August 10, 2021 Burke County Ag News
- Georgia Peanut Commission Plans to Host Farm Bill Listening
- Two Ways to Improve Fungicide Spray Coverage and Canopy Penetration
Georgia Peanut Commission Plans to Host
Farm Bill Listening Sessions in August
By Joy Crosby (Georgia Peanut Commission)
Released: AUG. 5, 2021
The Georgia Peanut Commission plans to host three Farm Bill Listening Sessions during the month of August across the peanut belt. The listening sessions will help prepare for the 2023 Farm Bill.
“The commission wants to hear from farmers on their view of the current peanut program. We also want to identify challenges the farmers face,” says Don Koehler, Georgia Peanut Commission executive director. “The listening sessions will help the commission in setting policy direction going into this farm bill.”
The listening sessions will be held on the following days and locations.
Aug. 24, 2021 – 1:00 – 3:00 p.m. Aug. 26, 2021 – 1:00 – 3:00 p.m.
Decatur County Extension Office Bulloch County Extension Office
101 B Ag Lane, Bainbridge, Georgia 39817 151 Langston Chapel Rd, Suite 600, Statesboro, GA 30458
Aug. 30, 2021 – 10:00 a.m. – noon
Tift County Extension Office
1468 Carpenter Road South, Tifton, Georgia 31794
The listening sessions precede congressional listening sessions which may start late this year or early in 2022.
For additional information on the Georgia Peanut Commission and legislative updates, visit www.gapeanuts.com.
Two Ways to Improve Fungicide Spray:
Coverage and Canopy Penetration
For peanut growers, timely and effective fungicide applications throughout the season are an important tool to manage and protect yield from diseases like white mold and leaf spot. Considering the recent rains and wet field conditions, peanut growers are likely already behind and may have missed few fungicide applications. Because of this, the importance of making each fungicide application count – when growers get a chance to get back in the field – is even more critical. For effective fungicide application, beside selection of a good fungicide program, attaining optimum coverage for contact type fungicides on and within the canopy is very important for good disease control. While the proper selection of every spray parameter for effective fungicide application in one way or the other is equally important, there are few that are among the top of the list and have the most effect on both spray coverage and canopy penetration. Additionally, in some cases these parameters can easily be overlooked if a grower is already behind the spray schedule and in a rush to get in and out of his fields within the narrow spray window.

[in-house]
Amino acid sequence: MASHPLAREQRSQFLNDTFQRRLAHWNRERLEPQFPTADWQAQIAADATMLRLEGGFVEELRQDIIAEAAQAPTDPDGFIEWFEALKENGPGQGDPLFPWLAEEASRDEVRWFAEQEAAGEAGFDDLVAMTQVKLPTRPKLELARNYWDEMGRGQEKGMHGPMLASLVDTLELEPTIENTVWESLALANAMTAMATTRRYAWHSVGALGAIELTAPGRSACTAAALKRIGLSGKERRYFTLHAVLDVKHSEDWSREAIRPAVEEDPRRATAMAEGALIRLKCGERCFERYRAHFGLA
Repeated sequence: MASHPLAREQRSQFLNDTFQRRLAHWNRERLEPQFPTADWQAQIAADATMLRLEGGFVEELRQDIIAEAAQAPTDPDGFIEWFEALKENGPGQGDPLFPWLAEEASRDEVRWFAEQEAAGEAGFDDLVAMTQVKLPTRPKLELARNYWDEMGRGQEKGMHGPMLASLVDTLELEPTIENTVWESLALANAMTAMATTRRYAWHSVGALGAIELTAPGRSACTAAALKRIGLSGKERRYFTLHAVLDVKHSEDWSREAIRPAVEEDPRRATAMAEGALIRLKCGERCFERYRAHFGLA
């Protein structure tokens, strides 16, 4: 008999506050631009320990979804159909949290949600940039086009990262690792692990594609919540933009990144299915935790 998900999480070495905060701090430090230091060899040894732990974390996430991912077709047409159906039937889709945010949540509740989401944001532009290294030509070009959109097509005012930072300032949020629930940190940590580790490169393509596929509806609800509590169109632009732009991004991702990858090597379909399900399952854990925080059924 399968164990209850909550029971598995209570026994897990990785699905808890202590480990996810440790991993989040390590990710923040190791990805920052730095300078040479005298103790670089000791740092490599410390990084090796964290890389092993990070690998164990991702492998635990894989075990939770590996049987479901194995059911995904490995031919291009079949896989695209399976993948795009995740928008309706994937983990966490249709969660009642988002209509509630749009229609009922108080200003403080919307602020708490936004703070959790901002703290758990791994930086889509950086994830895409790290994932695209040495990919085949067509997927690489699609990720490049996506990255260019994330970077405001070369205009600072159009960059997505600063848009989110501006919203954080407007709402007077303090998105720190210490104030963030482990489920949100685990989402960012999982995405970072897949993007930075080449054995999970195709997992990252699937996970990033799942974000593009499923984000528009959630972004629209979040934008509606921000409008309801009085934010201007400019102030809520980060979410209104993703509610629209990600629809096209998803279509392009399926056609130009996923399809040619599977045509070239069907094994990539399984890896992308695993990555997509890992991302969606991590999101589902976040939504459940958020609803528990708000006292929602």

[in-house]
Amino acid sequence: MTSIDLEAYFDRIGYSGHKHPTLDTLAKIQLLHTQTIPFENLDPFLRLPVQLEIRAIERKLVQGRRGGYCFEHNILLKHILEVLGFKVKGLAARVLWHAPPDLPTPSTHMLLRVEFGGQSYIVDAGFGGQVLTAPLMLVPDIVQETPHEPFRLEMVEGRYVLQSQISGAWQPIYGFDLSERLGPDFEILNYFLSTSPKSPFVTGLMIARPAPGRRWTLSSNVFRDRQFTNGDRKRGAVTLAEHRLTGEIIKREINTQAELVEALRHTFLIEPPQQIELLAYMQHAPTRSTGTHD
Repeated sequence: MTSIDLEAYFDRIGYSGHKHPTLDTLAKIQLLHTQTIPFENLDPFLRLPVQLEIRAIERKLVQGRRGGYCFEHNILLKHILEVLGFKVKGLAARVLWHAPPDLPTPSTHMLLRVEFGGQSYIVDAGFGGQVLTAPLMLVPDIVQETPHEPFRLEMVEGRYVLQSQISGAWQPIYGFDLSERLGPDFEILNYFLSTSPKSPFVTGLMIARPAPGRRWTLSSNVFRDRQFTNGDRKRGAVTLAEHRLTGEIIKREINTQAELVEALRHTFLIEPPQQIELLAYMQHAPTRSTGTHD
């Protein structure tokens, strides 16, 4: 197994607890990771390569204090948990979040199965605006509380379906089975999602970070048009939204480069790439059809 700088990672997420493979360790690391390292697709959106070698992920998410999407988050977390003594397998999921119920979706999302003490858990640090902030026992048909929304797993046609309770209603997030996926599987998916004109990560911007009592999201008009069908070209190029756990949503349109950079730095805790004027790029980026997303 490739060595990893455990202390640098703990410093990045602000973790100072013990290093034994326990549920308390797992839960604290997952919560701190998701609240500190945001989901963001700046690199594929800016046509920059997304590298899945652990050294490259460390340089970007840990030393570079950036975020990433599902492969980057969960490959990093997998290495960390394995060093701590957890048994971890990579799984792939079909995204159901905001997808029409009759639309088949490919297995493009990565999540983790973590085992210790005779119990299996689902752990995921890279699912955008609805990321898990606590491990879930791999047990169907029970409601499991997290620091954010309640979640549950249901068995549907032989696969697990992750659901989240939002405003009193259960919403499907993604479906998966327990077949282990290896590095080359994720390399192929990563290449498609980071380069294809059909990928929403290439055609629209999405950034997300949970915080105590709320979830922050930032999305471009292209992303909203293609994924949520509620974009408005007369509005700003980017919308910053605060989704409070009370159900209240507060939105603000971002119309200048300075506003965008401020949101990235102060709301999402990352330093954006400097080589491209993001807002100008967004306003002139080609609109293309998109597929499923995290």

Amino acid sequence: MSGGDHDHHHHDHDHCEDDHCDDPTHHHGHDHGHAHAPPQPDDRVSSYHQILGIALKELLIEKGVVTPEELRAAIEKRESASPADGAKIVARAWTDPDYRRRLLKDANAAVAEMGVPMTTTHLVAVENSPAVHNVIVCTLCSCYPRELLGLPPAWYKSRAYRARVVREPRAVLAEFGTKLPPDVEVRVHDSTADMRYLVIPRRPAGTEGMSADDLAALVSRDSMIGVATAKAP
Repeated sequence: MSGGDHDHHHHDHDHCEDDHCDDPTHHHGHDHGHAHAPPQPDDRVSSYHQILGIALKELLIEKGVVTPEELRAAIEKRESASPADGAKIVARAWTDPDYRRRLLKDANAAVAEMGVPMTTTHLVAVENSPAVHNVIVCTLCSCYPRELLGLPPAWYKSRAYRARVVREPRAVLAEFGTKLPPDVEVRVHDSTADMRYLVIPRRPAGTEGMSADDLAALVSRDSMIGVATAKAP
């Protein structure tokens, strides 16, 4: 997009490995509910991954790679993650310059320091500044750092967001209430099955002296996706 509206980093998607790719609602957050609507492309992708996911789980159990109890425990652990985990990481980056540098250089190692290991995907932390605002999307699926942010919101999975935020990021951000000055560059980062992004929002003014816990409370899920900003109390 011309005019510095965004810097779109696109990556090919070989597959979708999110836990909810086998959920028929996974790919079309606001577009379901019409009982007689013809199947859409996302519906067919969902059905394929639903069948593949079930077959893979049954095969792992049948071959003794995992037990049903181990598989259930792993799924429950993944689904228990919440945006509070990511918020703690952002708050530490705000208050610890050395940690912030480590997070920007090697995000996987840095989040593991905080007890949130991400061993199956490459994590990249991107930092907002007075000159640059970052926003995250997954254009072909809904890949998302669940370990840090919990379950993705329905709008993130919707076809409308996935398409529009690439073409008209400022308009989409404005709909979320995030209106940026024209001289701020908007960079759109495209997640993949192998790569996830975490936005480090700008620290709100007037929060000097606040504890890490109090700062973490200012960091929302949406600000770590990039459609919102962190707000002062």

1. Spray Volume: One of the most effective ways to improve spray coverage and canopy penetration is using enough spray volume. Figure 1 below shows spray coverage obtained at three different locations (top, middle and bottom) in the peanut canopy for fungicide applied at the rates of 10, 15 and 20 GPA. As observed, the higher spray volume not only increased the coverage at the top of the canopy but also helped improve the coverage at the middle and bottom of the canopy due to more volume penetrating through and into the peanut canopy. While most pesticide labels have a minimum spray volume requirement (mostly 15 GPA for ground applied fungicides) to attain adequate coverage, and increased volume can further help improve coverage, it is critical that growers do not reduce the spray volume below the minimum recommended volume as it can significantly affect both fungicide coverage and efficacy.
Figure 1. Illustration of spray coverage at three different spray volumes in the canopy.
2. Droplet Size: Size of spray droplets is also another important consideration for maximizing the effectiveness of fungicide application as it can influence both coverage and canopy penetration. Figure 2 below shows spray coverage obtained at three locations (top, middle and bottom) in the peanut canopy for same fungicide volume (15 GPA) applied at three different droplet sizes. Again, it is clearly visible that smaller droplets provided better coverage and canopy penetration while the larger droplets, especially ultra-coarse, were unable to penetrate the peanut canopy resulting in considerably low coverage at the middle and bottom of the canopy. Since only some fungicide labels list droplet size requirements, it is important that growers utilize a combination of nozzle type and pressure that produces medium to coarse droplets to maximize the product efficacy. Growers who prefer to use auxin/dicamba nozzles for spraying peanut fungicides should be extra careful considering the influence of reduced coverage and canopy penetration with larger droplets.
Figure 2. Illustration of droplet size effect on spray coverage in the canopy.
For more information contact please give us a call at (706)554-2119.
Peyton Sapp, CEC
Burke County Extension